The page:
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Old 06-29-13, 08:20 AM   #14
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Glad you're having fun with that. In 40+ years of riding (on and off) I've been lucky in avoiding any situation where a video would have been helpful.
I'm extremely happy that video cameras have reached a point of being more compact, affordable, and with a high enough resolution and storage capacity to make it feasible to regularly video one's daily commutes. I'm now have a much more calmer reaction and ride with a less frustrated attitude when I do happen to have an incident with a motorist, since I have a better chance at reporting the incident with more accurate information.
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Old 06-29-13, 09:28 AM   #15
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I've frequently noticed that "must get in front" mentality. It particularly astounds me when all that is in front is a red light. "must get in front so I can sit for longer at that red light"!! It also happens to pedestrians & cars. Some people are just pillocks.
What mystifies me are the ones that will sort of hang back and follow you for a while, missing all kinds of safe passing opportunities, then decide to make their move just as you're entering a curve with parked cars, bad pavement (restricting your ability to move over), a steep downhill, etc. WTF are they thinking?
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Old 06-29-13, 09:36 AM   #16
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I'm extremely happy that video cameras have reached a point of being more compact, affordable, and with a high enough resolution and storage capacity to make it feasible to regularly video one's daily commutes. I'm now have a much more calmer reaction and ride with a less frustrated attitude when I do happen to have an incident with a motorist, since I have a better chance at reporting the incident with more accurate information.
I've noticed the same thing since I've strapped a Contour to my helmet several weeks ago. Where before I would get bent out of shape, now I react somewhat calmer because if something goes down, I've got video backup. For example, the driver of the contractor pickup truck that yelled at me to get on the sidewalk (illegal in GA) and buzzed me. Rather than trying to catch up and retaliate, I grabbed screenshots from the video showing the driver, the company logo on the truck, the license plate number, and emailed them to the president of the company. Received an apology email from the president (who said he is a cyclist himself) two days later. Much more satisfying to me.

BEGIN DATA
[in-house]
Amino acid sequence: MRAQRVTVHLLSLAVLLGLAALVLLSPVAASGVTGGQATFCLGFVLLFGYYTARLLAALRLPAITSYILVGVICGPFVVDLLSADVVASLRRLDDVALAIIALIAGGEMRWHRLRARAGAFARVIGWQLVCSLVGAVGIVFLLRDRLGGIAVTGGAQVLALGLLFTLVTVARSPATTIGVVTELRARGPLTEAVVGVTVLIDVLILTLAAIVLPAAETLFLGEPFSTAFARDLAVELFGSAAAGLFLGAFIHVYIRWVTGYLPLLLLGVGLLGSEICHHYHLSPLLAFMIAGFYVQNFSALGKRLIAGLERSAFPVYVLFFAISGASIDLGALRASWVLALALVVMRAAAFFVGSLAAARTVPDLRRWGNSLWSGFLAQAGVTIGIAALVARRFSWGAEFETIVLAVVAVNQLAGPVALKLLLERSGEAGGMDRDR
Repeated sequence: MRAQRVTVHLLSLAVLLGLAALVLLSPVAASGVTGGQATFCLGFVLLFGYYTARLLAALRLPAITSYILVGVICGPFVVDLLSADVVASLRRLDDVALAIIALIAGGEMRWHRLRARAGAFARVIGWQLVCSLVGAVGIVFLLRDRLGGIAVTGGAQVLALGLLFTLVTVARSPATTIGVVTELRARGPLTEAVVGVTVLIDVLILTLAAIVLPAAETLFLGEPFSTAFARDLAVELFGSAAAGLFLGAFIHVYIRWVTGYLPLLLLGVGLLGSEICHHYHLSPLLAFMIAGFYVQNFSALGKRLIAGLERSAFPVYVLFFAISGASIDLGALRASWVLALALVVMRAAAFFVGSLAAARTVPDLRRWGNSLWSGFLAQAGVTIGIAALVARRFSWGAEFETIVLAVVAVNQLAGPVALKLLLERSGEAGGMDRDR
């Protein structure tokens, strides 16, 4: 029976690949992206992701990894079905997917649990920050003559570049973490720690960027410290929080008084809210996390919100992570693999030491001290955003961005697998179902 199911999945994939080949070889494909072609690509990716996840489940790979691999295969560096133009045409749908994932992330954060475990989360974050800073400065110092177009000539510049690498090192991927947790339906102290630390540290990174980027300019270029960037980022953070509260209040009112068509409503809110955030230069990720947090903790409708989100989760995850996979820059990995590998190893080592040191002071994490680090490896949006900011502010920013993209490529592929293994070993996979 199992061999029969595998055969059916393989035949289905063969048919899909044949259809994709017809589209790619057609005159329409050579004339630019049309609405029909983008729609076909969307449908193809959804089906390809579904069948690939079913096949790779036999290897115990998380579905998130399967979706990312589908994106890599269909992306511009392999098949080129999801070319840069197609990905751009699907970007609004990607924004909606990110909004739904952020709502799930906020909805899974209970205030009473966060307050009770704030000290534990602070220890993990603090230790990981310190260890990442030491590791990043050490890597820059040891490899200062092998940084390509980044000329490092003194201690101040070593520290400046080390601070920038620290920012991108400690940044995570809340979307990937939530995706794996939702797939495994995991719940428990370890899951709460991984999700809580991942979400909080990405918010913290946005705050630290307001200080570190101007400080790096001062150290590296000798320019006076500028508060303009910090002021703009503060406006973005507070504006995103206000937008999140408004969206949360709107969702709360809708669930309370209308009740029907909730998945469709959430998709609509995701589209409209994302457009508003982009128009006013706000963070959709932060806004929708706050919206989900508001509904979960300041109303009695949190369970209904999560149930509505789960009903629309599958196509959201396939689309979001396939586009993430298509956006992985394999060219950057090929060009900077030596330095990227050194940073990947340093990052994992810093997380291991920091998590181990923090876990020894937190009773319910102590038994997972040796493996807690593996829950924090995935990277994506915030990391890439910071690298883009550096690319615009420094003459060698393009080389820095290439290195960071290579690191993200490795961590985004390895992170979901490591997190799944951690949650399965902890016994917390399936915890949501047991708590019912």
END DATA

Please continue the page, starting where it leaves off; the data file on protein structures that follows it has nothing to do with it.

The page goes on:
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Old 06-29-13, 09:39 AM   #17
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What mystifies me are the ones that will sort of hang back and follow you for a while, missing all kinds of safe passing opportunities, then decide to make their move just as you're entering a curve with parked cars, bad pavement (restricting your ability to move over), a steep downhill, etc. WTF are they thinking?

I wish I received a dollar for every time this has happened, some of my gear/accessories would have been free.
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Old 06-29-13, 09:46 AM   #18
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I've noticed the same thing since I've strapped a Contour to my helmet several weeks ago. Where before I would get bent out of shape, now I react somewhat calmer because if something goes down, I've got video backup. For example, the driver of the contractor pickup truck that yelled at me to get on the sidewalk (illegal in GA) and buzzed me. Rather than trying to catch up and retaliate, I grabbed screenshots from the video showing the driver, the company logo on the truck, the license plate number, and emailed them to the president of the company. Received an apology email from the president (who said he is a cyclist himself) two days later. Much more satisfying to me.
Some where in my video archives, I have a similar incident. When I made a phone call to a company's officials, I was surprised that I was proceeded by a few others concerning one of their driver's poor driving habits, but I was the only one able to give a truck number and an accurate description of the driver.
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Old 06-29-13, 10:48 AM   #19
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I"m glad you came out of this situation escaping injuries. I recall an article elsewhere stating that video camera is the cyclist "Black Box" and it seem so true in this case where the drivers words were so different from what I saw in that video. The video help greatly with those "You said" vs "I said" claims.



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OMG! That was your horn? Well...that helps explain some things. If one hand is working an air horn button I doubt that same hand can work a brake lever at the same time. Whatever it sure didn't help matters much.